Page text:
“I save a lot, for the ‘just in case’ stuff. I have now saved about 15,000 euro and I am really not touching that money. I determine an amount I am allowed to spend on a monthly basis, I aim at a minimum of 1,000 euro, and that's really the maximum amount I use. If I see a nice dress when my monthly allowance is spent, I make myself wait until next month. Some people believe that to be strict, but it works for me. I have eight different savings funds into which I divide my income. 40 percent is put aside for my turnover tax, even though I know I have to pay a lot less at the end, but it also allows for a nice savings fund. Other than that, I have a fund for Corona, my car, holidays, operating expenses, income, work disability and private savings. I divide every euro I earn into all those funds.”


Have you arranged anything for your pension?

“My house is my pension as that's now appraised with an excess value of 200k. I am also planning to buy a second house to rent out. Let's say that earns my 2000 euro per month, plus AOW (state pension), that would be great. My fund for work disability also amounts to 20,000 euro, so I think all of those funds together will help me make ends meet later on. And if not, I will just live in a tent, LOL.”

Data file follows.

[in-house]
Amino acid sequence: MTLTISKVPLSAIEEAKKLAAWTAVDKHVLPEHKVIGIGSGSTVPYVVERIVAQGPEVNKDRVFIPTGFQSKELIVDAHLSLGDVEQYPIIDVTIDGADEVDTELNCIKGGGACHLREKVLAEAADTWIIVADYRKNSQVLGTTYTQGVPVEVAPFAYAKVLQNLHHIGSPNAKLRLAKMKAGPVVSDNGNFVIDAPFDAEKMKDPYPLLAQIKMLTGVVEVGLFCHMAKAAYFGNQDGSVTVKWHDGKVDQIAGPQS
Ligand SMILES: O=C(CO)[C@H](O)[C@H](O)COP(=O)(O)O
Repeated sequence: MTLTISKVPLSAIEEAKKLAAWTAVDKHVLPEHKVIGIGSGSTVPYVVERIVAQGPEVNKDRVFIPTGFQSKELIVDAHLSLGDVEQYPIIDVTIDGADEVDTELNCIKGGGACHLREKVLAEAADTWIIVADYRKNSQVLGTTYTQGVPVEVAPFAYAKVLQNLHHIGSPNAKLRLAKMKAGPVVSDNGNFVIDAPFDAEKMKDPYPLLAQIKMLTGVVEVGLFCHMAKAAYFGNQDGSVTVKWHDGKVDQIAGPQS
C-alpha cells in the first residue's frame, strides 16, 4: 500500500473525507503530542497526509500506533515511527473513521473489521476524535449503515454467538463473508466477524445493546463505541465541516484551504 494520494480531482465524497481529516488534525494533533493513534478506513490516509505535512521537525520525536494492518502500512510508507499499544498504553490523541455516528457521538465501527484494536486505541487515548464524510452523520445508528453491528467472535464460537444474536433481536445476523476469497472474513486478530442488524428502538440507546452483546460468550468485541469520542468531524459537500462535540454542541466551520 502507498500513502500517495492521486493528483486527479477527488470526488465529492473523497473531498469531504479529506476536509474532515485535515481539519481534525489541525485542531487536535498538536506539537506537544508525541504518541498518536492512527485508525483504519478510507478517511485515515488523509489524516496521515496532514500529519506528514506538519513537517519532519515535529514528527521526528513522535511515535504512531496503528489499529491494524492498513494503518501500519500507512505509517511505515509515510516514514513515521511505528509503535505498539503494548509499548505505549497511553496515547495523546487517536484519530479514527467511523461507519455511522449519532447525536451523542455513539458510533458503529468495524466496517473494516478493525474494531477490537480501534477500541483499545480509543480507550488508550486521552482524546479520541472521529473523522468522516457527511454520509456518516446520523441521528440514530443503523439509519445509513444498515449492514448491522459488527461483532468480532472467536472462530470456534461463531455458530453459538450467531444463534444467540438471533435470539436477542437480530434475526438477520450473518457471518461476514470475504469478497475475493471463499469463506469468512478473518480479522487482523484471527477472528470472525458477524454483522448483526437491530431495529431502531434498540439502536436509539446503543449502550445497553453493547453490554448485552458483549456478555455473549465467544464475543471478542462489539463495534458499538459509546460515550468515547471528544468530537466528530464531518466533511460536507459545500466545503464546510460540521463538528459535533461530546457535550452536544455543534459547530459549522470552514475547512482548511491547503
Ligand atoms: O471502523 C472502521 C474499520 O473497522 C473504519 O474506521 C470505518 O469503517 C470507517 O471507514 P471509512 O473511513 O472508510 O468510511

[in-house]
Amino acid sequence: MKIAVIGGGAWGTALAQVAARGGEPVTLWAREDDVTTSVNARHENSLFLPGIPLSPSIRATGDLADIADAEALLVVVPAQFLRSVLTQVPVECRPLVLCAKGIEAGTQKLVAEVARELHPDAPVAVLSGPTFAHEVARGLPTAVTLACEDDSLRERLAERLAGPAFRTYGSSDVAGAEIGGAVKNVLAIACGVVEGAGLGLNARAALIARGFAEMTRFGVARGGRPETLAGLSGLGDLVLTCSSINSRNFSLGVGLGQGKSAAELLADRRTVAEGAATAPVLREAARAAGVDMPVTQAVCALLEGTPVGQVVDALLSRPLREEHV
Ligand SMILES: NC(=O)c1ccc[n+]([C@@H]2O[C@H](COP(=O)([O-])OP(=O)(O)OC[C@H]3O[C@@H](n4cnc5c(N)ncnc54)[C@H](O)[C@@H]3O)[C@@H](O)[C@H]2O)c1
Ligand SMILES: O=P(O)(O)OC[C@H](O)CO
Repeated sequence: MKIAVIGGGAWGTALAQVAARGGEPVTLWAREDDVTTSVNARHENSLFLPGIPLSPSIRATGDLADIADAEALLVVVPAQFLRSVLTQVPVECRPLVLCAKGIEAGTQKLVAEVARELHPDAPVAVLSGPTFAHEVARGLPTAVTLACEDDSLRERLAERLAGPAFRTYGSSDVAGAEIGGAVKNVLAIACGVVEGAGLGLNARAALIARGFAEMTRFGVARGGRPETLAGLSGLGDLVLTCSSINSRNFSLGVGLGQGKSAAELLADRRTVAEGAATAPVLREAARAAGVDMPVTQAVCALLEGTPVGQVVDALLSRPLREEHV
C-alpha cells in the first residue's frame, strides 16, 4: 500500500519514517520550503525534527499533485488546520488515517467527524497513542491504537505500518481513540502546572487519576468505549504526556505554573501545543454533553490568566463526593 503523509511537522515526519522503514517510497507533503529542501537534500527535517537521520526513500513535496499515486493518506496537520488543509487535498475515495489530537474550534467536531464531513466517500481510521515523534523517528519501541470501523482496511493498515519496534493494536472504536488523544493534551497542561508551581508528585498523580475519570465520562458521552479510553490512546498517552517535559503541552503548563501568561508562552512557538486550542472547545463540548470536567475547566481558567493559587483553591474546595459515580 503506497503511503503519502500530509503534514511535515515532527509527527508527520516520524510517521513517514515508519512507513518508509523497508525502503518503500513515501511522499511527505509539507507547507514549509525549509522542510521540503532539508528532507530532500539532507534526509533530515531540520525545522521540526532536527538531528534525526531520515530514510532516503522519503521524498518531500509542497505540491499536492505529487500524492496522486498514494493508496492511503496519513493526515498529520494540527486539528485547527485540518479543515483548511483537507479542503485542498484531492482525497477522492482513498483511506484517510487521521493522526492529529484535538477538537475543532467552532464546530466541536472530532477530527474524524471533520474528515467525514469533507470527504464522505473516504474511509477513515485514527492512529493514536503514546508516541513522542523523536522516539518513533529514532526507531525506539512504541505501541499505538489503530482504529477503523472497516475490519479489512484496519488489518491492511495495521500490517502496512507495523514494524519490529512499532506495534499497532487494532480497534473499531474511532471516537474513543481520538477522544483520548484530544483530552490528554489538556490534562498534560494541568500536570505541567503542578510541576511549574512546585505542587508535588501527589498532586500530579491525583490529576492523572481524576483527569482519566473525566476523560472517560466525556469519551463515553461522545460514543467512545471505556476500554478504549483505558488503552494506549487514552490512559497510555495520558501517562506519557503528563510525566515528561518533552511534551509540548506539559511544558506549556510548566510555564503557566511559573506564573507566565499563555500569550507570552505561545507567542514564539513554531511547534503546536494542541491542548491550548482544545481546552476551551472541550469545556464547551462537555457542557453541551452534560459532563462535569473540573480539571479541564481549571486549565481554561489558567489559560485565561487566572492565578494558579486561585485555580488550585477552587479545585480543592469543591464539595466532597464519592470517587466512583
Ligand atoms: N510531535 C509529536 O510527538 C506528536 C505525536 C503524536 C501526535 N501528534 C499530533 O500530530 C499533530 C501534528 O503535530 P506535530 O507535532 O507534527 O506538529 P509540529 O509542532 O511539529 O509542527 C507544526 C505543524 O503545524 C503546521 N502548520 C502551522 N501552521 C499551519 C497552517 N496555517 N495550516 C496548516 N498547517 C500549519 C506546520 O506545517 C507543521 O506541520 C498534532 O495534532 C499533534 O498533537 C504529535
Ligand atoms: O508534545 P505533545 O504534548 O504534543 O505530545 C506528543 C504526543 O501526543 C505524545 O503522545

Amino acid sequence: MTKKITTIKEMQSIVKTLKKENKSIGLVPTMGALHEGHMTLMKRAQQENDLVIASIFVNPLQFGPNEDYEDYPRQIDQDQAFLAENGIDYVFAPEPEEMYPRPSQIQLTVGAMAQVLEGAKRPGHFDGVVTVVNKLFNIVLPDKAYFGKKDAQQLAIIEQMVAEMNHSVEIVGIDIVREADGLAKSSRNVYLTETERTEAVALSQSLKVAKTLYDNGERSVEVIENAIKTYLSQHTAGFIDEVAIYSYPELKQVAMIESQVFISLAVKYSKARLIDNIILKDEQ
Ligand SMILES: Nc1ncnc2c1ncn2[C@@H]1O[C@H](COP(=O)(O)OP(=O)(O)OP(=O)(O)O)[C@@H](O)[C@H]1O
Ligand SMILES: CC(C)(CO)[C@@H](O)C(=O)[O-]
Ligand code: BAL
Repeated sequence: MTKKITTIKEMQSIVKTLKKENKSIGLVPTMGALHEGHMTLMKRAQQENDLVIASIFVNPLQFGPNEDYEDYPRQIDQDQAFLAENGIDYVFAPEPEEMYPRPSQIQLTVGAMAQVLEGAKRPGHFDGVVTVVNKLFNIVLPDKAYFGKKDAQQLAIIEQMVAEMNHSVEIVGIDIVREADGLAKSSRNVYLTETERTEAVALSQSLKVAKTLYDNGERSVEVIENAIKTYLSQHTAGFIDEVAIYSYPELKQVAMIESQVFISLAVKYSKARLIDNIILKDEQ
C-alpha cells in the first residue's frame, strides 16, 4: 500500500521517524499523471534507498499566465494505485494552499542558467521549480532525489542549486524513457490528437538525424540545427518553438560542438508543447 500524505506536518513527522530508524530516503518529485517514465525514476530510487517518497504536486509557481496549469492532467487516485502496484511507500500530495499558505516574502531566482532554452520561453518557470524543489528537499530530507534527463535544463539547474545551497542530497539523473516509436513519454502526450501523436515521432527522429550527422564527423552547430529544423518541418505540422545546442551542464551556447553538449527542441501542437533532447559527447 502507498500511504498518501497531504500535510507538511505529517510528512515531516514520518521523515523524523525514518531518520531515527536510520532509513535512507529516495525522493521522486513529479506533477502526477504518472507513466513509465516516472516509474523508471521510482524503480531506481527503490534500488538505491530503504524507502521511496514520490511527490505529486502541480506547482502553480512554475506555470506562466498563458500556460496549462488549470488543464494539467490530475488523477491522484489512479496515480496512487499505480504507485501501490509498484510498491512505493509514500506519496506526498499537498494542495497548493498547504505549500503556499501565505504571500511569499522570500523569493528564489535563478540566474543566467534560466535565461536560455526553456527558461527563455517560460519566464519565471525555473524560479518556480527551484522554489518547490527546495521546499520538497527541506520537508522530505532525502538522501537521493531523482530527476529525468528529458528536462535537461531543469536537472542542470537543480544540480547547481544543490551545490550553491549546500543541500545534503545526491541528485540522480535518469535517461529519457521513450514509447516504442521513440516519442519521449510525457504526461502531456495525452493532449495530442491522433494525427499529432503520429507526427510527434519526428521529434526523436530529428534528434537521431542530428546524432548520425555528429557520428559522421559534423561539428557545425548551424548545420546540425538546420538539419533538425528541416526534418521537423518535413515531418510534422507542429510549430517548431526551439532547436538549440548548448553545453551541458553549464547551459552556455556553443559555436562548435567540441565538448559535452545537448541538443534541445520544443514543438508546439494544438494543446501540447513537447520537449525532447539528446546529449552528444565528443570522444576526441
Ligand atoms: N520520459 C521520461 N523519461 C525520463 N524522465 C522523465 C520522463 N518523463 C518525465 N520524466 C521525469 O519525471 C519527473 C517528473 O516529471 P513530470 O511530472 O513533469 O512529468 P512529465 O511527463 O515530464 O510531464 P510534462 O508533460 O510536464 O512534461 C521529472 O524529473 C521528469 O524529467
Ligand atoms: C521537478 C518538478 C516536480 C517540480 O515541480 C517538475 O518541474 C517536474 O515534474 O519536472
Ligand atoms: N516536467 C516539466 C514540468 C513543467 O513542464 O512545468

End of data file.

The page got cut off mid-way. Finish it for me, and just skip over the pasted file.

How much would you like to receive per month following your retirement?

“You know what: I really haven't thought about that yet? It’s also very difficult to estimate. Whatever amount you now think you'll be needing later on, may have just as well lost its value by then due to inflation. If I would earn the same amount then as I earn now, proportionally, that would be okay for me.”


How do you envisage your life by then?

“Among the plants surrounding my house in France I hope to own by then. If you look deep down inside my heart, I wouldn't mind being there already. The sooner I am able to stop working, the greater it would be. But I also think I will always do something to keep busy.”